Monster Culture in King Kong Essay Example
Monster Culture in King Kong Essay Example

Monster Culture in King Kong Essay Example

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  • Pages: 2 (429 words)
  • Published: November 26, 2017
  • Type: Film Analysis
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The first of Cone's seven thesis states that the Monster's Body is a cultural body. The story of King Kong is set in the time of the Great Depression. People fall into a huge crisis, after they have Just created an incredibly developed, civilized, and wealthy society. They live life like ants, working and competing all days. Their feelings, personalities and freedom was suppressed or sacrificed. King Kong comes as a challenge to the society and values. He is natural and primitive.

Although he is a beast, he is incarnated with human nature; he reveals them simply and directly. The shadow of civilization has blurred people's mind and soul, but King Kong reflects the brightness f love, courage, stubbornness, liberty and primitive vitality-- traits lacked by the culture at that time, and therefore appeals to the au


dience. The centre of civilization, the city and its greatest achievement the Empire State Building becomes the prison and place of execution for King Kong.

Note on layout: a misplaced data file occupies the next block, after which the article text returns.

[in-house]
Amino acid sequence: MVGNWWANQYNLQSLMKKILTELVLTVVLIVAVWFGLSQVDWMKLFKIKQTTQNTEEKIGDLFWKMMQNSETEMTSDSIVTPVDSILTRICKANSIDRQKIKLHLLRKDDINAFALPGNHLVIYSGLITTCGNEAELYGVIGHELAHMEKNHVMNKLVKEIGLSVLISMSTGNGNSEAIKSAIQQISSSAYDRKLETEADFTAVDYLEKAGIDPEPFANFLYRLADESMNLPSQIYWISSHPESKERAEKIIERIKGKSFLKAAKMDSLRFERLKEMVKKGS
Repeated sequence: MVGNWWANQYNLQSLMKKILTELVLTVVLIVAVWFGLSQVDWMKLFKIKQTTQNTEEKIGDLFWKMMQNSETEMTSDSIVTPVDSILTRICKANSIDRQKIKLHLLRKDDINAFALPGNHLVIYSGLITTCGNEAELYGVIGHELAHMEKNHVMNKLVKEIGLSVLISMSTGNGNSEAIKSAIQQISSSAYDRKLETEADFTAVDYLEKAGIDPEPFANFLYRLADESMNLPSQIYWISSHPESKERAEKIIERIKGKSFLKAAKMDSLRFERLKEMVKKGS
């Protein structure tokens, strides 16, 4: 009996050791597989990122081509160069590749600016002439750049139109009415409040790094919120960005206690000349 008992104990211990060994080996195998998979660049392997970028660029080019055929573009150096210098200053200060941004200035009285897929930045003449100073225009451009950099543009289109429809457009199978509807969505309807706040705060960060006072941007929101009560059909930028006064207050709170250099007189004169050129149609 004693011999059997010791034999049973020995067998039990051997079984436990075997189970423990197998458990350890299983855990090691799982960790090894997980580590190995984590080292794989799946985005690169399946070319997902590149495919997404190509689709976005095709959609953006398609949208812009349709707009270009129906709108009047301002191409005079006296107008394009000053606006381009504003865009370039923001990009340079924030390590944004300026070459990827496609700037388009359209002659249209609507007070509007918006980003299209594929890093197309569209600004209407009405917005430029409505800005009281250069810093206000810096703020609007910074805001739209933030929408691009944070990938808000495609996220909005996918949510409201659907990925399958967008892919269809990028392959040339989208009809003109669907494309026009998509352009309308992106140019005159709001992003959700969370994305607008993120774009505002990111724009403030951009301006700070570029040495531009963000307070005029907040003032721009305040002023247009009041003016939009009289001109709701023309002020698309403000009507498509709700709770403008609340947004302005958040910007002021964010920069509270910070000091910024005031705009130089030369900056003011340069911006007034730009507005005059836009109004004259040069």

He fights with the material civilization of mankind, like a symbol of people's subconscious struggle against the modern but turbulent society. It reveals our natural inclination in the civilized society. In this way, King Kong is no exception to a cultural body defined by Cohen, which inhabits the AP between the time of upheaval that created it and the moment into which it is received (1). Cohen also asserts that fear of the monster is really a kind of desire; it is true when applied to King Kong.

In the movie, people's fear toward King Kong really becomes their interest. Their curiosity makes them step on the Skull Island, and their desire make

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them bring back the drugged monster to the New York City. Like Jurassic Park, that is how all dangers begin. Although King Kong is frightening and dangerous, his spiritual purity which real world people are losing leads to his attraction at the same time. We secretly new King Kong, because he has the power to live without any technology that makes human "superior" to the creatures on the Skull Island.

The film highlights disturbing contradictions in ourselves and our society and King Kong can be read as a symbol for our deep anxieties. King Kong, in conclusion, is a good case of Cone's Monster Theory. His body is a cultural body of the sass, and when people look his eyes they can always see something desirable, something they desperately needed. That giant gorilla on top of the skyscraper in everyone's impression, along with all monsters, will always haunt us.

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